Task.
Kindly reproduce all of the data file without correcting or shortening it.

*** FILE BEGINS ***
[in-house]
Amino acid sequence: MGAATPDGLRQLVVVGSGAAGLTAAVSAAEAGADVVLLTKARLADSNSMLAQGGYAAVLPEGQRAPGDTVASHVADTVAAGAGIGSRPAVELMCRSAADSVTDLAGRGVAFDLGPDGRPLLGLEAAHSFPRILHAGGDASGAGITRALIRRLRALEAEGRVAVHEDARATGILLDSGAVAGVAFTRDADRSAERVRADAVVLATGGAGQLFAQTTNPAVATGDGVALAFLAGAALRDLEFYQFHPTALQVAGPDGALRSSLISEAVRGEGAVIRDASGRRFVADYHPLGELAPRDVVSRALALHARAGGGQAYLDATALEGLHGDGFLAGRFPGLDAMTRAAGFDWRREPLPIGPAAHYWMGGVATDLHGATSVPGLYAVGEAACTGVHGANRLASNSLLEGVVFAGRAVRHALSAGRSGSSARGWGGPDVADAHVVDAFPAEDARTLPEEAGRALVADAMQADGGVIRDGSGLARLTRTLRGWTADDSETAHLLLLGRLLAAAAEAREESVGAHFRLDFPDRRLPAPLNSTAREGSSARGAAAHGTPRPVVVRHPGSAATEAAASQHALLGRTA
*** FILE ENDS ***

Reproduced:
[in-house]
Amino acid sequence: MGAATPDGLRQLVVVGSGAAGLTAAVSAAEAGADVVLLTKARLADSNSMLAQGGYAAVLPEGQRAPGDTVASHVADTVAAGAGIGSRPAVELMCRSAADSVTDLAGRGVAFDLGPDGRPLLGLEAAHSFPRILHAGGDASGAGITRALIRRLRALEAEGRVAVHEDARATGILLDSGAVAGVAFTRDADRSAERVRADAVVLATGGAGQLFAQTTNPAVATGDGVALAFLAGAALRDLEFYQFHPTALQVAGPDGALRSSLISEAVRGEGAVIRDASGRRFVADYHPLGELAPRDVVSRALALHARAGGGQAYLDATALEGLHGDGFLAGRFPGLDAMTRAAGFDWRREPLPIGPAAHYWMGGVATDLHGATSVPGLYAVGEAACTGVHGANRLASNSLLEGVVFAGRAVRHALSAGRSGSSARGWGGPDVADAHVVDAFPAEDARTLPEEAGRALVADAMQADGGVIRDGSGLARLTRTLRGWTADDSETAHLLLLGRLLAAAAEAREESVGAHFRLDFPDRRLPAPLNSTAREGSSARGAAAHGTPRPVVVRHPGSAATEAAASQHALLGRTA